Competition is like a mountain range.

Look at it from a distance, and the silhouette looks threatening and imposing.

Look at it from up close, and you’ll see intricate details, unique and different landscapes, never what you thought it would be from a distance.
You'll find that what looked scary at a distance is something else entirely when looked at closely.

That service you thought would be your direct competitor? Their feature-set is tailed to larger B2B customers while you're building for freelancers and small businesses.
At the same time, what looked like "just another small hill" turns out to be a potential source of trouble — maybe not today, but in a few years' time.

Good thing you started looking at it early.
The important thing is to focus on your own journey. Consider the competitive landscape to be an important part of the adventure, but not the main character. You need to keep an eye on it from time to time, but your own path is much more important.
For my own SaaS @permanentlinkhq, this is very important. I have a LOT of competition: link shorteners, link branding tools, and many marketing suites.

But I don't look at them too often. I am building the perfect tool for writers who hate link rot. Those are the people I serve.
And they aren't being served (well) by my competitors. I'll keep an eye on them, but my focus is on my customers.

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More from @arvidkahl

22 Sep 20
Google just slapped every Chrome Extension author in the face by removing payments while making it impossible to migrate existing customers without involving them (which you can't, as Google doesn't give you the email address).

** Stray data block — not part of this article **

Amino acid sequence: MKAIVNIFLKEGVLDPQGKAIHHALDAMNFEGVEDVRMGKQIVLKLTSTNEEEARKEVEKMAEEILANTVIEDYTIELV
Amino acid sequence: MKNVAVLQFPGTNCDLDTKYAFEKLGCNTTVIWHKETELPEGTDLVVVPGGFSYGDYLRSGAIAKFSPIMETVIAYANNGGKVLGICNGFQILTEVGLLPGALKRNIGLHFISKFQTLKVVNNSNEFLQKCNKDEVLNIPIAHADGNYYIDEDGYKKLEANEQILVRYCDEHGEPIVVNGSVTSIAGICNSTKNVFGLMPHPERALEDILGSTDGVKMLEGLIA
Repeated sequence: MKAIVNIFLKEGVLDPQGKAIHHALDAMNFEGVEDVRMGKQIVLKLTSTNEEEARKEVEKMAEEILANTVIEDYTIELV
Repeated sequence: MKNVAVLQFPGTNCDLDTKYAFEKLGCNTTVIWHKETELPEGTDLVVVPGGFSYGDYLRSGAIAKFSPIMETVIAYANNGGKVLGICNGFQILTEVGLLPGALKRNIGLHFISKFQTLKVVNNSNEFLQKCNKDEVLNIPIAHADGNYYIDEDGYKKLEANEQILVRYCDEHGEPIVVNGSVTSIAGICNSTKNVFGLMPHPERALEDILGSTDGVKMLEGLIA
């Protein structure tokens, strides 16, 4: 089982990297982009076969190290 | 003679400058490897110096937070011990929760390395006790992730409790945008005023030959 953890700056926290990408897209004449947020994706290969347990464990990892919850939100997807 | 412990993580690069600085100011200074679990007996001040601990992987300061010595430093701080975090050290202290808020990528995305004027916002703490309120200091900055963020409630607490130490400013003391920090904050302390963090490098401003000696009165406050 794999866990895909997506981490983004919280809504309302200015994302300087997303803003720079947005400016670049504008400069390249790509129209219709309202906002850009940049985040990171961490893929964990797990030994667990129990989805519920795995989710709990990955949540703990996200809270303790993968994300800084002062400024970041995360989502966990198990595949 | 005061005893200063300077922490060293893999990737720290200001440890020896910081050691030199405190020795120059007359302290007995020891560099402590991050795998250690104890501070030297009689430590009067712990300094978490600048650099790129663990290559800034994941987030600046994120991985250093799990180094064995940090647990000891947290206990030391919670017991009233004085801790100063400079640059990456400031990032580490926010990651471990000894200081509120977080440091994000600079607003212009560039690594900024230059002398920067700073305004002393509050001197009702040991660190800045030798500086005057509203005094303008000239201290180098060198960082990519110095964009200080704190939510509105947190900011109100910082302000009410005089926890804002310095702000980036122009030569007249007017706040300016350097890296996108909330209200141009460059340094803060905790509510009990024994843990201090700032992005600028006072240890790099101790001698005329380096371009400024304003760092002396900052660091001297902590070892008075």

This is platform risk.…
If you have built a bootstrapped or a lifestyle business on the Chrome Extension store and have used their payments API, you now have to scramble to integrate an alternative provider and hope that you can find a way to reach your users so they can continue their subscription.
This will cause churn, complaints, confusion, and ultimately so much work that some developers will rather scrap their projects than go through the motions.

This is a corporate decision that is hostile to small developers.
Read 5 tweets
24 May 20
There's an interesting Ask HN by someone looking for side project ideas.

My advice, abbreviated: The best products happen at the intersection of an existing niche you are a part of already and a technology that has not yet been adopted in that niche.…
I've found one approach work very well with my mentees:

1. Figure out which "special interest groups" you are part of beyond software engineering. That can be "aquarium owner", "coffee lover", "morning person", "diligent grandson" — the less technical, the better
2. Among these "niches", find the ones that could benefit from a transfer of technology, like "teachers who work from home" (education niche) + "automated submission and pre-grading of homework" could work (digital document collection and rule-based checking logic) …
Read 6 tweets
11 Sep 19
Stripe is trying to disrupt private equity.

They have your revenue metrics. They have your customer demographics and risk factors. They know about every charge, your churn and retention. They have the ultimate cohort benchmarking data set.

A thread...
With Stripe Capital, they invest. They see how well investing any amount of money translates into growth. That way, they can figure out the future growth potential of any business they serve. By just pumping money into it.
With the Stripe Corporate Card, they have all your expenses. That allows them to extrapolate usage levels of all your services. They know down to the dollar how much it costs to run your business. They know your exact margins.
Read 5 tweets

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